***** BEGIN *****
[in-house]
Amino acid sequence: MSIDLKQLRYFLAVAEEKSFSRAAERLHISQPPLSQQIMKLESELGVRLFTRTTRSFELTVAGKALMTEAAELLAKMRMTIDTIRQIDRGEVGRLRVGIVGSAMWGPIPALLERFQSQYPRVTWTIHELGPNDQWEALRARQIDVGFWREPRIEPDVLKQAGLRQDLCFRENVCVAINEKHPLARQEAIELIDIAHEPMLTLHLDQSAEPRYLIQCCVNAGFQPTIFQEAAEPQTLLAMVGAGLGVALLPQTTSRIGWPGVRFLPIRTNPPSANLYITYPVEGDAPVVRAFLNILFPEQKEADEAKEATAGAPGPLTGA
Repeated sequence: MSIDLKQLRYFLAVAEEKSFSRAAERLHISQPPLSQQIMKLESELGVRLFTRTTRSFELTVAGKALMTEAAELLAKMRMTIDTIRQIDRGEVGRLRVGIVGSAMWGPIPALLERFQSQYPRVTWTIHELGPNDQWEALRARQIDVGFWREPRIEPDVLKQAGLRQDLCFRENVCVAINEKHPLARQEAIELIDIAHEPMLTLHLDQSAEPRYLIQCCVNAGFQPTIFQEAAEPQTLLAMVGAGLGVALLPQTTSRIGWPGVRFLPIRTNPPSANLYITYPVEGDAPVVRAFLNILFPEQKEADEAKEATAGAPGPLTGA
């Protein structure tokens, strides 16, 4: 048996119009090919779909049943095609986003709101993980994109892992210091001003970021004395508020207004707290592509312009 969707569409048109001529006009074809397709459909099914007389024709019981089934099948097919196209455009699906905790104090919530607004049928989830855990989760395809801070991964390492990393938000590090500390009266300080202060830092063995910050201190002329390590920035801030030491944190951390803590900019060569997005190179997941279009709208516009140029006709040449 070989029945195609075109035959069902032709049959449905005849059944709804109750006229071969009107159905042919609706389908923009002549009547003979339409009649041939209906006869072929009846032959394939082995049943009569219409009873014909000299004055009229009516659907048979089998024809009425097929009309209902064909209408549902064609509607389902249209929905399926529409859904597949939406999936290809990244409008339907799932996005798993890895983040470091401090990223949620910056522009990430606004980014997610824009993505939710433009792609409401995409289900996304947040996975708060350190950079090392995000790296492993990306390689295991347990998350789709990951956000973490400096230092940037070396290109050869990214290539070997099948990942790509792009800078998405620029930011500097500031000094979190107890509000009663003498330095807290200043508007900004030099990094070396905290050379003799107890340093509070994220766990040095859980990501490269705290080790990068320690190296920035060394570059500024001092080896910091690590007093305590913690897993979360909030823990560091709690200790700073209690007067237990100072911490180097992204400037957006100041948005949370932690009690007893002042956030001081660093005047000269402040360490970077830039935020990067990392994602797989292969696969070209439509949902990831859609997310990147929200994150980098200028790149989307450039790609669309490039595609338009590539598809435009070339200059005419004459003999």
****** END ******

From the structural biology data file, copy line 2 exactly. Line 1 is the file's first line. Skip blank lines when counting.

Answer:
Amino acid sequence: MSIDLKQLRYFLAVAEEKSFSRAAERLHISQPPLSQQIMKLESELGVRLFTRTTRSFELTVAGKALMTEAAELLAKMRMTIDTIRQIDRGEVGRLRVGIVGSAMWGPIPALLERFQSQYPRVTWTIHELGPNDQWEALRARQIDVGFWREPRIEPDVLKQAGLRQDLCFRENVCVAINEKHPLARQEAIELIDIAHEPMLTLHLDQSAEPRYLIQCCVNAGFQPTIFQEAAEPQTLLAMVGAGLGVALLPQTTSRIGWPGVRFLPIRTNPPSANLYITYPVEGDAPVVRAFLNILFPEQKEADEAKEATAGAPGPLTGA